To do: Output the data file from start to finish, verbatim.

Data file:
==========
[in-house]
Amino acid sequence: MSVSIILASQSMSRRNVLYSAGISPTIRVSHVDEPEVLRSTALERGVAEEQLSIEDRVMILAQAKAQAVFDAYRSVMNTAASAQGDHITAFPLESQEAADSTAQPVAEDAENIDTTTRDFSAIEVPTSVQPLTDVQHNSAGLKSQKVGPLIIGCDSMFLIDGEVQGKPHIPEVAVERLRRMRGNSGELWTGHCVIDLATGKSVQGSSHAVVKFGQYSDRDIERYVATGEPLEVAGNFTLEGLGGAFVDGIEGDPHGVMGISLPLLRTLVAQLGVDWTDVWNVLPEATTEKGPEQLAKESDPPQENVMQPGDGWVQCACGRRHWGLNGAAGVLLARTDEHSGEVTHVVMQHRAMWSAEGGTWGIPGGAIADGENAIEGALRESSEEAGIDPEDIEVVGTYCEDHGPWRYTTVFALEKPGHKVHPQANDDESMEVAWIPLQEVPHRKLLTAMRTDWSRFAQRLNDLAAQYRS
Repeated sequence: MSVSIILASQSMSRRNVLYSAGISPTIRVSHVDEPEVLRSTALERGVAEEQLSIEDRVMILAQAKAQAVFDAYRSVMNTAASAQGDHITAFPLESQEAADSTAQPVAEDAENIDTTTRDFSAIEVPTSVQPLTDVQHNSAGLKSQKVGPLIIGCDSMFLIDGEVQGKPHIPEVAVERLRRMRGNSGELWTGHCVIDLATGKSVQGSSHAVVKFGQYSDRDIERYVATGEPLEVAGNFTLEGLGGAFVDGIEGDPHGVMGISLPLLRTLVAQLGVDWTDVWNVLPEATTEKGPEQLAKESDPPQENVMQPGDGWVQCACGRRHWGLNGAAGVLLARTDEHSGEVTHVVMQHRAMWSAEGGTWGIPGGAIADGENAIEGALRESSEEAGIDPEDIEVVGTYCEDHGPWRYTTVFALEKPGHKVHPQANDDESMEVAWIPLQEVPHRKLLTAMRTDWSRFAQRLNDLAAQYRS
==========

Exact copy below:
[in-house]
Amino acid sequence: MSVSIILASQSMSRRNVLYSAGISPTIRVSHVDEPEVLRSTALERGVAEEQLSIEDRVMILAQAKAQAVFDAYRSVMNTAASAQGDHITAFPLESQEAADSTAQPVAEDAENIDTTTRDFSAIEVPTSVQPLTDVQHNSAGLKSQKVGPLIIGCDSMFLIDGEVQGKPHIPEVAVERLRRMRGNSGELWTGHCVIDLATGKSVQGSSHAVVKFGQYSDRDIERYVATGEPLEVAGNFTLEGLGGAFVDGIEGDPHGVMGISLPLLRTLVAQLGVDWTDVWNVLPEATTEKGPEQLAKESDPPQENVMQPGDGWVQCACGRRHWGLNGAAGVLLARTDEHSGEVTHVVMQHRAMWSAEGGTWGIPGGAIADGENAIEGALRESSEEAGIDPEDIEVVGTYCEDHGPWRYTTVFALEKPGHKVHPQANDDESMEVAWIPLQEVPHRKLLTAMRTDWSRFAQRLNDLAAQYRS
Repeated sequence: MSVSIILASQSMSRRNVLYSAGISPTIRVSHVDEPEVLRSTALERGVAEEQLSIEDRVMILAQAKAQAVFDAYRSVMNTAASAQGDHITAFPLESQEAADSTAQPVAEDAENIDTTTRDFSAIEVPTSVQPLTDVQHNSAGLKSQKVGPLIIGCDSMFLIDGEVQGKPHIPEVAVERLRRMRGNSGELWTGHCVIDLATGKSVQGSSHAVVKFGQYSDRDIERYVATGEPLEVAGNFTLEGLGGAFVDGIEGDPHGVMGISLPLLRTLVAQLGVDWTDVWNVLPEATTEKGPEQLAKESDPPQENVMQPGDGWVQCACGRRHWGLNGAAGVLLARTDEHSGEVTHVVMQHRAMWSAEGGTWGIPGGAIADGENAIEGALRESSEEAGIDPEDIEVVGTYCEDHGPWRYTTVFALEKPGHKVHPQANDDESMEVAWIPLQEVPHRKLLTAMRTDWSRFAQRLNDLAAQYRS